AMY POLUMBO, MISS NEW JERSEY:  I‘m not in any three of them.

MATT LAUER, “TODAY”:  So the people—the young lady they have circled in those photos is not you?


LAUER:  Do you know that person?

POLUMBO:  (INAUDIBLE) Yes, I do.  They‘re actually—a lot of my best friends are in these photos, but I was in Disney performing.


ABRAMS:  Oops.

Finally: Tucker Carlson with an explosive debate last night over Republican senator David Vitter‘s name turning up on the D.C. madam‘s client list.  Now, I‘ve seen people get upset  and angry, but listening to Tucker‘s guest rant and rave, you would think Tucker stole his wife, his job and his dignity.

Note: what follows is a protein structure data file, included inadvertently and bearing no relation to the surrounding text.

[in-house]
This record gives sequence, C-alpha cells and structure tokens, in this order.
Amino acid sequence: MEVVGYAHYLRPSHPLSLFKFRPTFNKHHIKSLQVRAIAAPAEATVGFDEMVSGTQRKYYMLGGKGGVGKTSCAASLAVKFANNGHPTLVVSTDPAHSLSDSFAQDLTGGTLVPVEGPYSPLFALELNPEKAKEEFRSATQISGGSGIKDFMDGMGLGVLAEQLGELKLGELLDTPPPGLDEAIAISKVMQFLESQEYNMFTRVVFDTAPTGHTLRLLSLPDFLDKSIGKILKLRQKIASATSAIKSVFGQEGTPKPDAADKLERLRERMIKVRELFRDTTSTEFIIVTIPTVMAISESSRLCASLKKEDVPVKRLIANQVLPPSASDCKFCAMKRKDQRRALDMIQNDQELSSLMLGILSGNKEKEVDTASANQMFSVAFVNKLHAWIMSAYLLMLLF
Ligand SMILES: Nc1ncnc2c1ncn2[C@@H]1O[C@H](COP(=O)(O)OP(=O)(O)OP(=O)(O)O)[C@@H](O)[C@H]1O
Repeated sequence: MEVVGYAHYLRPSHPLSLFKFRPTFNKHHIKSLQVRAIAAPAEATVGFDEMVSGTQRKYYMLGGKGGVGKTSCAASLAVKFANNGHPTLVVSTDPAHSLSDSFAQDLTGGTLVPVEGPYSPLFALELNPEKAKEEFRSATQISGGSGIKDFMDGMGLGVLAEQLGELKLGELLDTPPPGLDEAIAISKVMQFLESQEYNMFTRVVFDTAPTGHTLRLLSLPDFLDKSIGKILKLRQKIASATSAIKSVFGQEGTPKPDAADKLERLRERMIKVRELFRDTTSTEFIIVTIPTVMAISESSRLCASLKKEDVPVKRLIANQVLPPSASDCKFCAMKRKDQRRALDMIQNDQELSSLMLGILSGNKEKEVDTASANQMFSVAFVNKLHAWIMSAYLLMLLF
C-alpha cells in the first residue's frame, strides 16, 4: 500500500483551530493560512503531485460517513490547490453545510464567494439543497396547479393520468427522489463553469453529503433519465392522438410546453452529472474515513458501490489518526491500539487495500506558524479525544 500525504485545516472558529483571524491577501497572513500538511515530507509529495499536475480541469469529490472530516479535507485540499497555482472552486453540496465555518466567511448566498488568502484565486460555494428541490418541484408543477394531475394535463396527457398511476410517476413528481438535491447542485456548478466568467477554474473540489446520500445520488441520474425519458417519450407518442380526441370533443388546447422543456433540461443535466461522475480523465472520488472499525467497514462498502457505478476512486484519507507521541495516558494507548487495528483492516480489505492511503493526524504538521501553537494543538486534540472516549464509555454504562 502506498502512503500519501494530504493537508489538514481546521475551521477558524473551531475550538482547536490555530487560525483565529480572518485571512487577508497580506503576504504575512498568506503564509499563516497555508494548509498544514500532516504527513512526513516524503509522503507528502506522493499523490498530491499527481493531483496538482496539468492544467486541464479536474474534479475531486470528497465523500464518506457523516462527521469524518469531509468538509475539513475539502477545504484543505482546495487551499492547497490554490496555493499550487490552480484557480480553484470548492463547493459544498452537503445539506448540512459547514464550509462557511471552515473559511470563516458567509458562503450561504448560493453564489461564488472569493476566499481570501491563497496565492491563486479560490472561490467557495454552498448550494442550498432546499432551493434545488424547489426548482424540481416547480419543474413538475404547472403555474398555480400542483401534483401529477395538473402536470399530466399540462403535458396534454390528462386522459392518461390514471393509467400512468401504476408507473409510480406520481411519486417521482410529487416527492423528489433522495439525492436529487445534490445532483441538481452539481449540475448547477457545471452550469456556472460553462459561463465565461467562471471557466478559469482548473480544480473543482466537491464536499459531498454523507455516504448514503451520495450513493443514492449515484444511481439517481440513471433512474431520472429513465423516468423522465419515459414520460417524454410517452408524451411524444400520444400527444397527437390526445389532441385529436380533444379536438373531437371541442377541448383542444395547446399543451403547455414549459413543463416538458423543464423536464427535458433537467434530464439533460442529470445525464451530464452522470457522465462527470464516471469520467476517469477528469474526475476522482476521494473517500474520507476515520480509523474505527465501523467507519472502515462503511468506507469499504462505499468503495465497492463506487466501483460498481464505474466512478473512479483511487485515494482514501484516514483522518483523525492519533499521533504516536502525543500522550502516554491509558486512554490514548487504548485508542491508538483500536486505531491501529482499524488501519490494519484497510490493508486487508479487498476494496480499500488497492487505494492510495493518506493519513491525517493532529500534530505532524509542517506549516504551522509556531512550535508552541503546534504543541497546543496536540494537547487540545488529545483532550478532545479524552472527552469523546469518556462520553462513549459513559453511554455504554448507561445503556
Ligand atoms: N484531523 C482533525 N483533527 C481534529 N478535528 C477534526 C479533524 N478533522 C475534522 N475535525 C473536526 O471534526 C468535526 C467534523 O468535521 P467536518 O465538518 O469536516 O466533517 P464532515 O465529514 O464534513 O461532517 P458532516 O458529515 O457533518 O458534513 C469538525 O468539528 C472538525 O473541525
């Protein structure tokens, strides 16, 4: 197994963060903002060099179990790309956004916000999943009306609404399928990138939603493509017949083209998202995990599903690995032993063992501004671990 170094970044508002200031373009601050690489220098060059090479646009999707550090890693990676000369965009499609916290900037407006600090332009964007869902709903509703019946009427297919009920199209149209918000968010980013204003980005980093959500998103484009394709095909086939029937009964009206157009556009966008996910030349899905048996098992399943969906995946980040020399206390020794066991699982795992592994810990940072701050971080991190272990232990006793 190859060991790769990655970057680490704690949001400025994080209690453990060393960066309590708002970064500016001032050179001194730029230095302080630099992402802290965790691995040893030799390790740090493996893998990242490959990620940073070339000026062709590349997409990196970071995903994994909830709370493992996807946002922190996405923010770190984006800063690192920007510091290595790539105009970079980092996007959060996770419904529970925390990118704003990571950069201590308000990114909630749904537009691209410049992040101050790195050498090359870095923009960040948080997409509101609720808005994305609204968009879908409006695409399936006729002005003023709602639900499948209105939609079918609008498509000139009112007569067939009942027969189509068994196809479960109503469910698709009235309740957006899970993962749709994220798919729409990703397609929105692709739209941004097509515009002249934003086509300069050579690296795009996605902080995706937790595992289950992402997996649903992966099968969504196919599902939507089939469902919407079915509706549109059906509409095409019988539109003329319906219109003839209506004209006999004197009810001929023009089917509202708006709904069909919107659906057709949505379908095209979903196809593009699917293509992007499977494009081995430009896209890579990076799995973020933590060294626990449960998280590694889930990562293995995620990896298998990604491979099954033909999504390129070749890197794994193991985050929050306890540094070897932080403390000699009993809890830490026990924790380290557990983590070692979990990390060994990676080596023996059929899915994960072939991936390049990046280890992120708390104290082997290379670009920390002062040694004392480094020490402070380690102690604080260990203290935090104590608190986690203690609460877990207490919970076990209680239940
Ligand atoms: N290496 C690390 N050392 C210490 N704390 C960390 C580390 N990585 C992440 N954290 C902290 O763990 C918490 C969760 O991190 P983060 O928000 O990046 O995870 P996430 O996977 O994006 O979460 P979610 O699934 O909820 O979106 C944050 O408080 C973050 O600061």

TUCKER CARLSON, HOST, “TUCKER”:  Mr. Rectenwald, please calm down...



CARLSON:  Calm down.

RECTENWALD:   You are despicable, the way you‘re attacking me!


CARLSON:  ... just take a deep breath and answer...

RECTENWALD:  ... Republican...

CARLSON:  Can you answer...

RECTENWALD:  ... unapologetic Republican...


RECTENWALD:  ... Republican partisan, OK?  We know that!


RECTENWALD:   I‘ve been watching you for years!

CARLSON:  Can I just—and apparently not agreeing.


CARLSON:  Can I just ask you one last question?

RECTENWALD:  ... your little bow tie!  You are nothing!

CARLSON:  OK.  Mr. Rectenwald...

RECTENWALD:  What?  You worked for “The National Review”!

ABRAMS:  Thank you for joining us today.

RECTENWALD:  Their whole career was based on that!

CARLSON:  I appreciate it.


CARLSON:  You worked for “The National Review”!

CARLSON:  I never worked for “The National Review.”


ABRAMS:  Way to stay cool in there, Tucker.